I was kindly interviewed by the host of an upcoming course to get a behind the scenes look at what to look forward to at the class. I broke it down for them here:
1. What can you tell us about “Diaphragm/Pelvic Floor Piston for Adult Populations (Part One)” that is not mentioned in the “course description” and “objectives” that are posted online?
The biggest thing to understand is that this is not just a course for traditional women’s health practitioners, nor is it simply about the pelvic floor, or incontinence. The course is a great introduction to the pelvic floor for all specialties. I like to think of it as a “gateway drug” to a mysterious muscle group that many have held at arms length. A neuromuscular approach is presented, not a pure strengthening model, with the intention of linking the brain, sensory, motor and IAP systems again to create a coordinated central stability system that is responsive versus statically held. Finally, the course material links that powerful and responsive central foundation to the rest of musculoskeletal system for optimized movement, function, and performance.
The course has practical, manageable, and EXTERNAL intervention strategies to help non-women’s health practitioners integrate the pelvic floor linked with the diaphragm into current programming. For traditional women’s health therapists the course offers integrative ideas to expand their clinical tools and external options for patients that are reticent about or can’t tolerate internal therapies.
2. What inspired you to create this course?
Initially, my goals were to share with my ortho and sports med colleagues how incredible the pelvic floor muscle group is, and how to integrate it as a powerful ally in their programming. Many practitioners just assume that ‘typical” women’s health issues and anything pelvic floor related aren’t their department. But the evidence is clear that the pelvic floor is a player in the “core” and in all of our movements. The pelvis, and pelvic stability are part of both the upper and lower extremity kinetic chain. So adding pelvic floor integrative tools to the skill set of all practitioners is critical.
Along the way I found traditional women’s health practitioners who were hoping to link their specific pelvic floor interventions to the rest of the musculoskeletal system, with an eye on fitness. So I saw the course as a way to bring both specialties to the middle.
Now more and more neuro therapists are coming to the course in search of alternative approaches for creating central stability and continence solutions for their patient populations, which is exciting!
3. What resources and research were used when writing this course?
The course presents an integrative approach sourced from research, books, articles, and interaction/coursework with top practitioners in multiple fields: sports med, orthopedics, womens health, pediatrics, neuro, cardio pulm, and pain science. A bibliography is available upon request.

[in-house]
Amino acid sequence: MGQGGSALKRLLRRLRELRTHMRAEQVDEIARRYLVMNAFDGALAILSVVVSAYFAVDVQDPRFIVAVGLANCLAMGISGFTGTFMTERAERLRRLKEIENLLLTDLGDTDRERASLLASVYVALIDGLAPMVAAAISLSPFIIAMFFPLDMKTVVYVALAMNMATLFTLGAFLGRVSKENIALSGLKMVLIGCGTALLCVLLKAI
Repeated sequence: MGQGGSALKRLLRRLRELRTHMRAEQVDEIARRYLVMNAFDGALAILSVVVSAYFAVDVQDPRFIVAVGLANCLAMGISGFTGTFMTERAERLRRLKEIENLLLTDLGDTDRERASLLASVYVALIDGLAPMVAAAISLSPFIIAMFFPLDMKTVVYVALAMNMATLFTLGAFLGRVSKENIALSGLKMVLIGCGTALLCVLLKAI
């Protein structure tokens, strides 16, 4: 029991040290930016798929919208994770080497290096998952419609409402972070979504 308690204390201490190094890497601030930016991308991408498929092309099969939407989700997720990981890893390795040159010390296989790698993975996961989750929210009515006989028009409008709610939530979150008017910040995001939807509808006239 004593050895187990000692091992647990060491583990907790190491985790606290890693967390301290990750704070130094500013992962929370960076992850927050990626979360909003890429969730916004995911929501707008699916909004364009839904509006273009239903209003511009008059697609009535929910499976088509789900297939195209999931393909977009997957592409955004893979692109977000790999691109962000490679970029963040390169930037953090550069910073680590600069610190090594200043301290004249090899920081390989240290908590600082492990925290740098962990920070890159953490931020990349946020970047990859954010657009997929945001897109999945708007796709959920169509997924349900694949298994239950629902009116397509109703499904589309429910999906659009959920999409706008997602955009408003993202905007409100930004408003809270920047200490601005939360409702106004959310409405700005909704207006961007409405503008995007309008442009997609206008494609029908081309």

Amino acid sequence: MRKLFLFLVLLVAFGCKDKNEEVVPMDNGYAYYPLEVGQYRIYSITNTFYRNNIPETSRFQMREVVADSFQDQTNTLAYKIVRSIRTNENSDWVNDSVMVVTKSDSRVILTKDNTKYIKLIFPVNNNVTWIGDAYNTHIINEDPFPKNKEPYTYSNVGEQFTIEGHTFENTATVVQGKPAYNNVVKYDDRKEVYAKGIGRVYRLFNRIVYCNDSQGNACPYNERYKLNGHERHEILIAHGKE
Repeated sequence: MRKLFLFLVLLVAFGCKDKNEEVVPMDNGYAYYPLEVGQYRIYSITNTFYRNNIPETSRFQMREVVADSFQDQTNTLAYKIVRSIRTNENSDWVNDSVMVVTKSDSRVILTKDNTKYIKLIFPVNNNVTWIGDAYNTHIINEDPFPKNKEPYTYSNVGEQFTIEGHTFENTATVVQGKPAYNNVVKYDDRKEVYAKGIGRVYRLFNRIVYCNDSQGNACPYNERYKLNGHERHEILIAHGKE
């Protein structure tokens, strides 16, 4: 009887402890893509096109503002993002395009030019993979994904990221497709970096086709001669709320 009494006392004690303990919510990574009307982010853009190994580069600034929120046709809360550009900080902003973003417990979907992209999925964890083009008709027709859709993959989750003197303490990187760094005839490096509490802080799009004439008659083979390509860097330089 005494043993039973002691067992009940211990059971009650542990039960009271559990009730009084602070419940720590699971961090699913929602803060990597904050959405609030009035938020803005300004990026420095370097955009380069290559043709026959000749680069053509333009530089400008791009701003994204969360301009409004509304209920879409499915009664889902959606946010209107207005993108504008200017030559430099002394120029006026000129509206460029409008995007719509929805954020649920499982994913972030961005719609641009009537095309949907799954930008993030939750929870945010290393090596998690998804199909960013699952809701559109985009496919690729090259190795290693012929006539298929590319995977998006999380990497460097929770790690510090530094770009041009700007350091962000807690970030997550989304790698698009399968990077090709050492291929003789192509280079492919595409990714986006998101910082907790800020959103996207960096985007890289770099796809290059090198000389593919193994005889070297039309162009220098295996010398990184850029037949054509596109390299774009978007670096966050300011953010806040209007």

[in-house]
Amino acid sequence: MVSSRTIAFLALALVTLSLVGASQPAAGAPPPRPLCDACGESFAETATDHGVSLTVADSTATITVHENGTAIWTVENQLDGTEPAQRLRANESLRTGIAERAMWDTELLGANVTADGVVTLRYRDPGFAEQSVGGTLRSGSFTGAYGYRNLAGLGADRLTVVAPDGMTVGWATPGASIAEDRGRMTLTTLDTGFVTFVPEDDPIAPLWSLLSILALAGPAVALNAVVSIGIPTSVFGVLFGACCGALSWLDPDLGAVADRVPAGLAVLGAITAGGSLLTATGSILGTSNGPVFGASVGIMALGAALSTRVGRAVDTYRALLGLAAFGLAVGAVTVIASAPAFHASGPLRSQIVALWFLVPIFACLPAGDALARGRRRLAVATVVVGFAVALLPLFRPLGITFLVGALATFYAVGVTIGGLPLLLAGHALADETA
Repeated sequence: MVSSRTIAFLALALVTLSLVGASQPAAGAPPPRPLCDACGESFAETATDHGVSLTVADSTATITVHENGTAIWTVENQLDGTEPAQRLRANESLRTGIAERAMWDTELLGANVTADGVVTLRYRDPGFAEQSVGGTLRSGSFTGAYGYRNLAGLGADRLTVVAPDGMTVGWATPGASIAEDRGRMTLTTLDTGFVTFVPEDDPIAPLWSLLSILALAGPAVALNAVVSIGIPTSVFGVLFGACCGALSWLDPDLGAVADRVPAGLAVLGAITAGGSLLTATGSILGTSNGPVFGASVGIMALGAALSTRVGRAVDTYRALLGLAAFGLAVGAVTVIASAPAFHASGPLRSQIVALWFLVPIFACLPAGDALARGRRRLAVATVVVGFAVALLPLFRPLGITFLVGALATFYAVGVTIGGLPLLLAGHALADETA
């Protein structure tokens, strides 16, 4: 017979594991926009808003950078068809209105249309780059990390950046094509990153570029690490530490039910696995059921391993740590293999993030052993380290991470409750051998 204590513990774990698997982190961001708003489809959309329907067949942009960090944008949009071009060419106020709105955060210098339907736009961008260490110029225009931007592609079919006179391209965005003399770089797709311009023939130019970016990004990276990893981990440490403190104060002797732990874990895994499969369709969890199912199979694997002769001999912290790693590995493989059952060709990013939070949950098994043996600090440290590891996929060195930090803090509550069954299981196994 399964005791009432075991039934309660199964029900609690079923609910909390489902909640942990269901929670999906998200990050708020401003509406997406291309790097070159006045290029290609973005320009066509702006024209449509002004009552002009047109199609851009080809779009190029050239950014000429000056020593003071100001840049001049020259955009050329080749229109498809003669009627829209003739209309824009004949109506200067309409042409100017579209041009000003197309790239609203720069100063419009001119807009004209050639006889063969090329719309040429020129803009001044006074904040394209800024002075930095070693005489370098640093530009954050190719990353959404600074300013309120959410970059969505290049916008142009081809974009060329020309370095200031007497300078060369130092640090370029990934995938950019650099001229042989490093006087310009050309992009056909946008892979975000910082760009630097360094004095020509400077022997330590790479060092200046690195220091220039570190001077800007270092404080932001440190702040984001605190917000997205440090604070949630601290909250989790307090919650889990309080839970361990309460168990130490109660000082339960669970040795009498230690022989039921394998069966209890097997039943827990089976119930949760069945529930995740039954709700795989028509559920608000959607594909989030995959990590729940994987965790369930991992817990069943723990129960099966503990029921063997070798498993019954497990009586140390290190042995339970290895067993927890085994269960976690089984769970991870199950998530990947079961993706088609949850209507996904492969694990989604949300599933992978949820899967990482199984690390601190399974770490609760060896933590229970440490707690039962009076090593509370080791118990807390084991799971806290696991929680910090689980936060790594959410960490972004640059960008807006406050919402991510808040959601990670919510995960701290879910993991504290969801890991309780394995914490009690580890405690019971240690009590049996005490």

4. Can you describe the clinical/treatment approach/techniques covered in this continuing education course?
The course introduces the evidence and thought process behind a new way of thinking about how the pelvic floor and its functional partners work together. Then step-by-step, it builds on that understanding to advance a clinical model that adheres to the evidence. First, this involves identification of the pelvic floor and each of its teammates, then how to use that team as a unit to provide a dynamic, responsive central stability system. Finally, linking that deep system from the inside-out to the rest of the postural system and extremities in movement and function. This builds a powerful foundation for exercise progressions and return to fitness.
The treatment progression is experienced and internalized by each participant and applied in a live demonstration throughout the course. Case studies and small group learning opportunities are provided to assist with information synthesis and prep for return to the clinic on Monday morning.
5. Why should a therapist take this course? How can these skill sets benefit his/ her practice?
To an ortho or sports med practitioner : The pelvic floor is an essential part of the “core” and movement, come learn external techniques to integrate it into your programming.
To a neuro therapist: The pelvic floor and diaphragm are part of the postural control system. This approach accesses the central stability system through breath, which allows a natural access point for your patients not provided by traditional core programs.
To the women’s health practitioner: This is an opportunity to learn to move the pelvic floor from isolation to integration with its functional, postural, and performance partners.
I hope to see you at a course soon! Check out the events calendar for upcoming course dates and locations. If you are interested in hosting a course please contact Beth at email@example.com for more information..